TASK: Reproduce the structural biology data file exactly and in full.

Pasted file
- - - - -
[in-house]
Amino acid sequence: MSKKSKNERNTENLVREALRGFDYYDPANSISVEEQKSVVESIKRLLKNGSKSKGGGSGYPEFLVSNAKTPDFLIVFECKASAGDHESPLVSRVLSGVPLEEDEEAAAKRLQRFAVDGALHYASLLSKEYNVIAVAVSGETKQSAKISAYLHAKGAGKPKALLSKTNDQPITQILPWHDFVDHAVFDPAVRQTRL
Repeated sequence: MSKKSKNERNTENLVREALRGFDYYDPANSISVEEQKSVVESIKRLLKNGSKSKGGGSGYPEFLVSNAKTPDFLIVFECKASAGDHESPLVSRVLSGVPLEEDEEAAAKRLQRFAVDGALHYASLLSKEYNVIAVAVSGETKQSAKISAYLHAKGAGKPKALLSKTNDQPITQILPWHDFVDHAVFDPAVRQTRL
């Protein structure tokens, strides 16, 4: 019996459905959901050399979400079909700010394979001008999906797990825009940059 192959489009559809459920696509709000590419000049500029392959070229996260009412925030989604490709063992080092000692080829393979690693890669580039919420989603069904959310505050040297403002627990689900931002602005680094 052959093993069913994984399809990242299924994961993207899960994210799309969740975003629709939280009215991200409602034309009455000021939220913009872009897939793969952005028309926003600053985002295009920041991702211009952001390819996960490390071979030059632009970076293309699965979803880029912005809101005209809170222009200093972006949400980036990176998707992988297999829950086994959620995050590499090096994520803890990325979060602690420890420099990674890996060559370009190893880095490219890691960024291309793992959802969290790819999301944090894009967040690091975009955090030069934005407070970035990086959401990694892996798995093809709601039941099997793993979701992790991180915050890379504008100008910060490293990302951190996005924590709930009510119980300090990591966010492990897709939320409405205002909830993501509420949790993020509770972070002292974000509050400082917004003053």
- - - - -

[in-house]
Amino acid sequence: MSKKSKNERNTENLVREALRGFDYYDPANSISVEEQKSVVESIKRLLKNGSKSKGGGSGYPEFLVSNAKTPDFLIVFECKASAGDHESPLVSRVLSGVPLEEDEEAAAKRLQRFAVDGALHYASLLSKEYNVIAVAVSGETKQSAKISAYLHAKGAGKPKALLSKTNDQPITQILPWHDFVDHAVFDPAVRQTRL
Repeated sequence: MSKKSKNERNTENLVREALRGFDYYDPANSISVEEQKSVVESIKRLLKNGSKSKGGGSGYPEFLVSNAKTPDFLIVFECKASAGDHESPLVSRVLSGVPLEEDEEAAAKRLQRFAVDGALHYASLLSKEYNVIAVAVSGETKQSAKISAYLHAKGAGKPKALLSKTNDQPITQILPWHDFVDHAVFDPAVRQTRL
């Protein structure tokens, strides 16, 4: 019996459905959901050399979400079909700010394979001008999906797990825009940059 192959489009559809459920696509709000590419000049500029392959070229996260009412925030989604490709063992080092000692080829393979690693890669580039919420989603069904959310505050040297403002627990689900931002602005680094 052959093993069913994984399809990242299924994961993207899960994210799309969740975003629709939280009215991200409602034309009455000021939220913009872009897939793969952005028309926003600053985002295009920041991702211009952001390819996960490390071979030059632009970076293309699965979803880029912005809101005209809170222009200093972006949400980036990176998707992988297999829950086994959620995050590499090096994520803890990325979060602690420890420099990674890996060559370009190893880095490219890691960024291309793992959802969290790819999301944090894009967040690091975009955090030069934005407070970035990086959401990694892996798995093809709601039941099997793993979701992790991180915050890379504008100008910060490293990302951190996005924590709930009510119980300090990591966010492990897709939320409405205002909830993501509420949790993020509770972070002292974000509050400082917004003053």